Ford Partners With Redwood To Recycle Its EV Batteries

Ford Motor Company (F) has announced that is partnering with Redwood Material, a company that specializes in reusing scrap material from used EV batteries.

According to the agreement, Redwood will source scrap material from the battery manufacturing stations, in a bid to reduce the cost of making batteries for the electric vehicles, which is clearly the way moving forward.

Lisa Drake, Ford's chief operating officer, said, "It will help us reduce the reliance on importing a lot of the materials that we use today when we build the batteries, and then it’ll reduce the mining of raw materials, which is going to be incredibly important in the future as we start to scale. Creating this domestic supply chain is really a major step towards making electric vehicles more affordable and more accessible to everyone."

Ford has previously announced that it will go completely electric by 2030 as the future of combustion engines look more and more bleak with time. According to research conducted by LMC Automotive, the number of EVs in the US is 350,000 at this moment but it will soon rise exponentially and as much as a million annually by 2025.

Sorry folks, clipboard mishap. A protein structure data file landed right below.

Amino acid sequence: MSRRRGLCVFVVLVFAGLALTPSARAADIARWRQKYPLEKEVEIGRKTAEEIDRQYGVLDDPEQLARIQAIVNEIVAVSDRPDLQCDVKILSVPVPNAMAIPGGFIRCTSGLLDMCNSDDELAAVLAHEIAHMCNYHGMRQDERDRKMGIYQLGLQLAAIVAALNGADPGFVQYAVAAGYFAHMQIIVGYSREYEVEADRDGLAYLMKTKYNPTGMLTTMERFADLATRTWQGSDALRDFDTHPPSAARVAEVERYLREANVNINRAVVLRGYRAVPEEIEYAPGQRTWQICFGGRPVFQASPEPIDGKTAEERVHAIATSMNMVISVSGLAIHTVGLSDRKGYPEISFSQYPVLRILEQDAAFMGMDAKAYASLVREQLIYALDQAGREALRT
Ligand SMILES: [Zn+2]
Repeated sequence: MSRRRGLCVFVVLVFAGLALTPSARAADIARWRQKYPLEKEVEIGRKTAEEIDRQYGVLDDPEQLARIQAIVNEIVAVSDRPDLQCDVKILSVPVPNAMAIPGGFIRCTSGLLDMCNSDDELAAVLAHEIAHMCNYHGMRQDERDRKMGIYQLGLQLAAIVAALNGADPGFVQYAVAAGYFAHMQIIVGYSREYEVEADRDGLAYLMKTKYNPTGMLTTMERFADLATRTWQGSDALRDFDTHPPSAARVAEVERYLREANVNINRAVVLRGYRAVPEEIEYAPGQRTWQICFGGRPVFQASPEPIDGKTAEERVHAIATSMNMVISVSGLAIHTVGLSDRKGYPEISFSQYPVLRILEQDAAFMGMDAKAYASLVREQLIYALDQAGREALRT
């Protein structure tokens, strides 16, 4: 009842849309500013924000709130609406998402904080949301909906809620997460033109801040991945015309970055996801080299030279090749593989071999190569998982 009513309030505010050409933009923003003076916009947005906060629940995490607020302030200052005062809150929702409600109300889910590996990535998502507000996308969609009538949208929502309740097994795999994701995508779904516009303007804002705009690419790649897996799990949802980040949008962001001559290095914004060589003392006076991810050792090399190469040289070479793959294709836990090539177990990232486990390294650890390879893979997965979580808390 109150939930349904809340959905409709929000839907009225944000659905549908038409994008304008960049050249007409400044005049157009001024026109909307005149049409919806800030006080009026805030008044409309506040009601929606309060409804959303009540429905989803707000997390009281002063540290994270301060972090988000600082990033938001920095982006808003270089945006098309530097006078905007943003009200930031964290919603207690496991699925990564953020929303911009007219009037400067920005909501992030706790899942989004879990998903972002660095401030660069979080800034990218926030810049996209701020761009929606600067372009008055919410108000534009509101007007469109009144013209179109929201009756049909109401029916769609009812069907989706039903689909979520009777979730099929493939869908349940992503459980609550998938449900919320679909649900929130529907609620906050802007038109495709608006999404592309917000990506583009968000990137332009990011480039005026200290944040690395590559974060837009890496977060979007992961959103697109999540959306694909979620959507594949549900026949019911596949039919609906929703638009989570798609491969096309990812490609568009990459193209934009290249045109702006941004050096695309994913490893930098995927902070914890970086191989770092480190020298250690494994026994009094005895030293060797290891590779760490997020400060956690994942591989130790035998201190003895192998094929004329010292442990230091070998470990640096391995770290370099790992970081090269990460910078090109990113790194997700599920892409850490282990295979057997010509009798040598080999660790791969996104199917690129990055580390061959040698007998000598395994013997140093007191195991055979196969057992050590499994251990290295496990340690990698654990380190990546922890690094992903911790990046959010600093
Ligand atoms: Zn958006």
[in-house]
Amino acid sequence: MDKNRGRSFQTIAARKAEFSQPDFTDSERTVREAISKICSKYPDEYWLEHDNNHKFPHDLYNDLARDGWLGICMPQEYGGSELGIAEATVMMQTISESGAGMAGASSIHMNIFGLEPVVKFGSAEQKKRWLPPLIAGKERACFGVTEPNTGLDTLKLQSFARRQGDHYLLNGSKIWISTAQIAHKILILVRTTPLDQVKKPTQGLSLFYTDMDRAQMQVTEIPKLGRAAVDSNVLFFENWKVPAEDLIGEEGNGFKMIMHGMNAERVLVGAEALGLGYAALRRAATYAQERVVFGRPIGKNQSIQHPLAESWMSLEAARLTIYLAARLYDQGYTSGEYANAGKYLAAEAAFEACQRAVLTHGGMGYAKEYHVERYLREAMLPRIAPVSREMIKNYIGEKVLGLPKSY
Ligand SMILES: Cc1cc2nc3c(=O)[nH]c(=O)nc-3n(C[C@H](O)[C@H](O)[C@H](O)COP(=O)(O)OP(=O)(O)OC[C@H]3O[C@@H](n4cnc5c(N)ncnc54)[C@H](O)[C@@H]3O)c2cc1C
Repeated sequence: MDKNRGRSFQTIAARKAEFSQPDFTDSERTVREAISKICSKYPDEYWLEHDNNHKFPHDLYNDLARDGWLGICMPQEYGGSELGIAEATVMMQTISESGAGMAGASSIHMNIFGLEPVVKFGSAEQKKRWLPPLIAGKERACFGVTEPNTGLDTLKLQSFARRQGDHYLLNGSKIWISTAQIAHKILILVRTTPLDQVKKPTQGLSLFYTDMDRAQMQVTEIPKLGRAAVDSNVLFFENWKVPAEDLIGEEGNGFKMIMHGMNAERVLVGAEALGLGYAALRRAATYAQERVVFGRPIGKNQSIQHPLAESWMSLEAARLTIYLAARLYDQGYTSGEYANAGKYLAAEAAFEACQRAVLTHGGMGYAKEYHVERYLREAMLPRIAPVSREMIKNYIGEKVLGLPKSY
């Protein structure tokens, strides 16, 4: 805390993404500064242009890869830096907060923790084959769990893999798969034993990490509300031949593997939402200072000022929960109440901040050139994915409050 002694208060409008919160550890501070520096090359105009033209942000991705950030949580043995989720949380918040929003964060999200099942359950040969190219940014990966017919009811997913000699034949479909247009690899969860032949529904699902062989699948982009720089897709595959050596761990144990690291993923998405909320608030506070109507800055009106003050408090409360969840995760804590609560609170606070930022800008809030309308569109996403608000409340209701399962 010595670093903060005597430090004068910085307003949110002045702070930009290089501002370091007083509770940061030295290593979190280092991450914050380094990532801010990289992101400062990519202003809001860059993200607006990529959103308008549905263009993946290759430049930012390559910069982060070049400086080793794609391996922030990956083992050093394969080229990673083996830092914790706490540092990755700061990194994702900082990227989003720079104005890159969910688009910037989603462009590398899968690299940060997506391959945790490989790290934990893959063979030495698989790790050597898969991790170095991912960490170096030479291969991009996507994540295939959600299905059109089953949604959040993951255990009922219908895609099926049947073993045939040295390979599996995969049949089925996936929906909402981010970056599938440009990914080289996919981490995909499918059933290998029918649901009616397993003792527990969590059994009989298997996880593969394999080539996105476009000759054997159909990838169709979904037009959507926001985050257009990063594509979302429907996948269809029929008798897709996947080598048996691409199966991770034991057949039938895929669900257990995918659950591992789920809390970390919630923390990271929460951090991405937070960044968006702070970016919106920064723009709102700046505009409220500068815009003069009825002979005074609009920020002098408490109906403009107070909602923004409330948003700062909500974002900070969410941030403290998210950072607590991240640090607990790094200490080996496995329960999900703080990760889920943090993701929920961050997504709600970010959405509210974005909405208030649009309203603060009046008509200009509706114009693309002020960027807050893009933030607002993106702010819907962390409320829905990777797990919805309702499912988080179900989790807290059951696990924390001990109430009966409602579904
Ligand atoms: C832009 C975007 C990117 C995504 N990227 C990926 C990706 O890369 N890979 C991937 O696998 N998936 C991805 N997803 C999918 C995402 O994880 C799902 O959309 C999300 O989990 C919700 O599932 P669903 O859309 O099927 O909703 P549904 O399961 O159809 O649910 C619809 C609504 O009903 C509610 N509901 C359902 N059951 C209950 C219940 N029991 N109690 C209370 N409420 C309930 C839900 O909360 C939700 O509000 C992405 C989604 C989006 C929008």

The agreement will create a symbiotic relationship between Ford, SK Innovations, (Ford's battery manufacturers), and Redwood. SK Innovations will manufacture the batteries to be used in the vehicles which will be sent to Redwood after use and the company will extract the important materials like Lithium, nickel, and copper from the batteries and send them back to SK to be used in new batteries.

JB Straubel, founder and CEO of Redwood Materials said, "We're building and deploying around a little more than 2,000 batteries onto the roads in America, every single day. We need to at least be planning to figure out how we can very efficiently and sustainably recycle and disassemble a similar number of batteries."

Tracking the batteries after the car has been sold can become a daunting task as the number of cars will increase. While Ford is yet to clear its strategy on tracking the cells after the car is sold, Drake emphasized the financial benefits of the process and said, "If we can recapture that value and not have to mine again and have some domestic supply security, that's incredibly valuable for us."

Apart from Ford, Tesla also recycles 100% of its batteries while General Motors has partnered with Li-Cycle to recycle its batteries.

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